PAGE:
When “What has the chat been saying…” button is clicked, the messages that helped the AI create the Chat Highlight are shown in a list based on the time they were said. In future iterations, we would add a search bar functionality that allows users to search for specific keywords that were mentioned in the chat.
Feature 5: Icon-based user interface added to the bottom of the chat
After noticing that we needed more space in the chat area to perform new functions, our team designed a fresh look for the overall UI of the chat window. Rearranging the existing buttons into a central bottom location allows for easier access. Icons were added near the bottom of the chat window to indicate what pop-up would appear on top of the chat. This allowed users to still see what was being said in the chat while looking up information related to their experience. Top gifters were moved from the top to the bottom of the chat window.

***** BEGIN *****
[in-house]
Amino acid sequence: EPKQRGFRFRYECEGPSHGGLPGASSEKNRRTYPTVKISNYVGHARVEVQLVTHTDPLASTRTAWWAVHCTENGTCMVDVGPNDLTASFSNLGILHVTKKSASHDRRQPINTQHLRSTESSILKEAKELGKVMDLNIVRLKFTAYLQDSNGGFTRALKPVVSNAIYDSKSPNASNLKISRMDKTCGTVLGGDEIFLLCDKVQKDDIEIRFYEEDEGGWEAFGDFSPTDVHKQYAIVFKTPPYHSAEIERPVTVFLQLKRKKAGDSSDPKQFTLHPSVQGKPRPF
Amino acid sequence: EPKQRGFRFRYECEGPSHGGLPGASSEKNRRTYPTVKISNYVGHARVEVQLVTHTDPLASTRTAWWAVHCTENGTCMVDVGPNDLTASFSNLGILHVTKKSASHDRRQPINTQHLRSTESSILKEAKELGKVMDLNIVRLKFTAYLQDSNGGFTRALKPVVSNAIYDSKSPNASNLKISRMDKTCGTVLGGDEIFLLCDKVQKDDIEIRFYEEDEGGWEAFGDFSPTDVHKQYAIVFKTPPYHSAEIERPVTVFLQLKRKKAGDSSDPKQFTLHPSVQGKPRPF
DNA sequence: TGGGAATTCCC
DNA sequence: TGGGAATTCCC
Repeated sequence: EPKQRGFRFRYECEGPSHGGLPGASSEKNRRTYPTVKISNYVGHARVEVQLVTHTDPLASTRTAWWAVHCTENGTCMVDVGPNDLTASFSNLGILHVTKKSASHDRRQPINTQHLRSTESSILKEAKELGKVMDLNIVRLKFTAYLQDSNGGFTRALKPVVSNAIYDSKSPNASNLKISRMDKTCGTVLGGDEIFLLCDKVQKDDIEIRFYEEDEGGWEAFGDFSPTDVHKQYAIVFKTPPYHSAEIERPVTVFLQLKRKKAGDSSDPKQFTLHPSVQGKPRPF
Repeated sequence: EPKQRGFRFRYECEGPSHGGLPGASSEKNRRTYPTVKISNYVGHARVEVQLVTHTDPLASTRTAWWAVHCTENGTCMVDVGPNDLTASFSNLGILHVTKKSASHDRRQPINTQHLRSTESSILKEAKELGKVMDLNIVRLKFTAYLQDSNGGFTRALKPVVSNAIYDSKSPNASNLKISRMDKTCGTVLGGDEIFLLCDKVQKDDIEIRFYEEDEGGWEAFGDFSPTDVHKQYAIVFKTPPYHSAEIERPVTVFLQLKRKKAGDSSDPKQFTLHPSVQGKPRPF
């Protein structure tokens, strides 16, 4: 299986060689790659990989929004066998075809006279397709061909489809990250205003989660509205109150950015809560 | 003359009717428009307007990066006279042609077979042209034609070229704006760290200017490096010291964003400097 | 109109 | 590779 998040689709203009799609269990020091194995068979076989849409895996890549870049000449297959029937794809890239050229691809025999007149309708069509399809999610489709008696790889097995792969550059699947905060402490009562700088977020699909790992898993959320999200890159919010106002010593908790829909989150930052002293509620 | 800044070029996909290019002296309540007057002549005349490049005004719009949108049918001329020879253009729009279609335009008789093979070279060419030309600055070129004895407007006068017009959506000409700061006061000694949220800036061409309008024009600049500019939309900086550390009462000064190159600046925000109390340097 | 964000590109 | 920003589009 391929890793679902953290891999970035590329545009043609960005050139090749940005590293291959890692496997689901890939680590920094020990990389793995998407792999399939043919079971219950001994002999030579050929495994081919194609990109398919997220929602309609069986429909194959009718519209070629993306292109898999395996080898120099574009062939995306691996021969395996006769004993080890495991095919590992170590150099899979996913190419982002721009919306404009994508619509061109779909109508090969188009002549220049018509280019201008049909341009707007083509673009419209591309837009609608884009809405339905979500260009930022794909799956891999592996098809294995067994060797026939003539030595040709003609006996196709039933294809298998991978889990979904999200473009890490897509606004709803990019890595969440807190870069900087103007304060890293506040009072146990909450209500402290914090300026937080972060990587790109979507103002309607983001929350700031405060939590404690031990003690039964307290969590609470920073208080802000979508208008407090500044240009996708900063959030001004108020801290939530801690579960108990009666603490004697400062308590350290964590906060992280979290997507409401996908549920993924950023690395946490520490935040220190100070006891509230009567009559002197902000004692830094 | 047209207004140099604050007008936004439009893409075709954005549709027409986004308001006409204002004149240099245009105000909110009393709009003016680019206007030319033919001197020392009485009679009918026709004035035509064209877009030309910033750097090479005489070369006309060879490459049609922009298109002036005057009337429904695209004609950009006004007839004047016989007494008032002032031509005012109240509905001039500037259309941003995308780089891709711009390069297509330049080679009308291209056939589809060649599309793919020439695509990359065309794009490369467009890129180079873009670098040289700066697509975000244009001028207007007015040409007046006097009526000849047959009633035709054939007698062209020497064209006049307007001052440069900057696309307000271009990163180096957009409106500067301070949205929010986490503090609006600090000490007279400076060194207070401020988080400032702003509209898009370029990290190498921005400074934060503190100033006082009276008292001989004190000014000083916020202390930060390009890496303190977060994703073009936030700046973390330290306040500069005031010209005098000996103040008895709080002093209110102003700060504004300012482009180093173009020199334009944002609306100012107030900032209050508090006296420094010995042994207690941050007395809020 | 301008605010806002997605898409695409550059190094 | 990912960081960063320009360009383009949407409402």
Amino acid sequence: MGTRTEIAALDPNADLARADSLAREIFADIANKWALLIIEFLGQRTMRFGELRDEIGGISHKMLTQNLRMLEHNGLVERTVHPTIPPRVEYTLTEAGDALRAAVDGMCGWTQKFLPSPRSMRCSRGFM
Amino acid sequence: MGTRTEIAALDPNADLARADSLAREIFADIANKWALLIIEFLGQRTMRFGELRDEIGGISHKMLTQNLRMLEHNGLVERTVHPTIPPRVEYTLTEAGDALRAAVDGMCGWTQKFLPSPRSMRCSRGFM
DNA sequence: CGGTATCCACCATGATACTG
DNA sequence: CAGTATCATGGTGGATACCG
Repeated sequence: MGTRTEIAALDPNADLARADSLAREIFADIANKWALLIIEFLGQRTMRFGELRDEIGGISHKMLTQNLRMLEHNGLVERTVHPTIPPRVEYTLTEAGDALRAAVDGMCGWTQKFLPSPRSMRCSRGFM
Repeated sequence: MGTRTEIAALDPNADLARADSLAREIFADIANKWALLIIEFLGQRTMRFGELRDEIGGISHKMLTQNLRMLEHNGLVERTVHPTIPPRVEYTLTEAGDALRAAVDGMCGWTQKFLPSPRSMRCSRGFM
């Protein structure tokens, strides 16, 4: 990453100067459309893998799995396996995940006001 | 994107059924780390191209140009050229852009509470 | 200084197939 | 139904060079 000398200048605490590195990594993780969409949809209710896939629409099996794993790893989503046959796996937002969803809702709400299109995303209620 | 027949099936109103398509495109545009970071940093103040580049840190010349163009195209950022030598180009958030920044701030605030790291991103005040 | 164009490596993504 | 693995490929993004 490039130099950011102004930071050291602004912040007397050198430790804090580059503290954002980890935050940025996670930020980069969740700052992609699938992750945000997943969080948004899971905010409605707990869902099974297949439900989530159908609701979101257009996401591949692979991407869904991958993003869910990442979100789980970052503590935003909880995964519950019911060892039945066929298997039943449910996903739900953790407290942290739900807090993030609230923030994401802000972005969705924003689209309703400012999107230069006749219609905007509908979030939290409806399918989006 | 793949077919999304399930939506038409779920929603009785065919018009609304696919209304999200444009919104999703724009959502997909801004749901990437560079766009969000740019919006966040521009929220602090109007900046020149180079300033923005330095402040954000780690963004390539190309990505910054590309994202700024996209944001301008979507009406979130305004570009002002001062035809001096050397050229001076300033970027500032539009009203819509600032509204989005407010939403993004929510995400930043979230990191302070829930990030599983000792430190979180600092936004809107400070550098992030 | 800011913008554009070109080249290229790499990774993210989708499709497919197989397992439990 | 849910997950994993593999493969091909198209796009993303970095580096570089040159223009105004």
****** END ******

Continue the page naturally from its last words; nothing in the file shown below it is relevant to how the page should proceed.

At the top of the chat window, a slider was added to scroll through limited events that are happening in the chat. The arrow on the slider is used to scroll to other limited events such as Chat Highlights or chat surveys.
Phase 4: Design Evaluation
To evaluate our prototype we conducted expert evaluations and usability testing.
Objective: to uncover the common usability issues that experts can quickly identify following the heuristic principles.
Rationale: Expert heuristic evaluation helped us identify usability problems that non-experts might not notice.
-Three Experts evaluated our prototype according to Nielsen Norman’s 10 Heuristics.
-We asked experts to think aloud while going through our prototype and we asked follow-up questions.
To analyze the heuristic evaluation, we grouped the three expert responses into a spreadsheet to analyze and compare each expert’s scores and comments.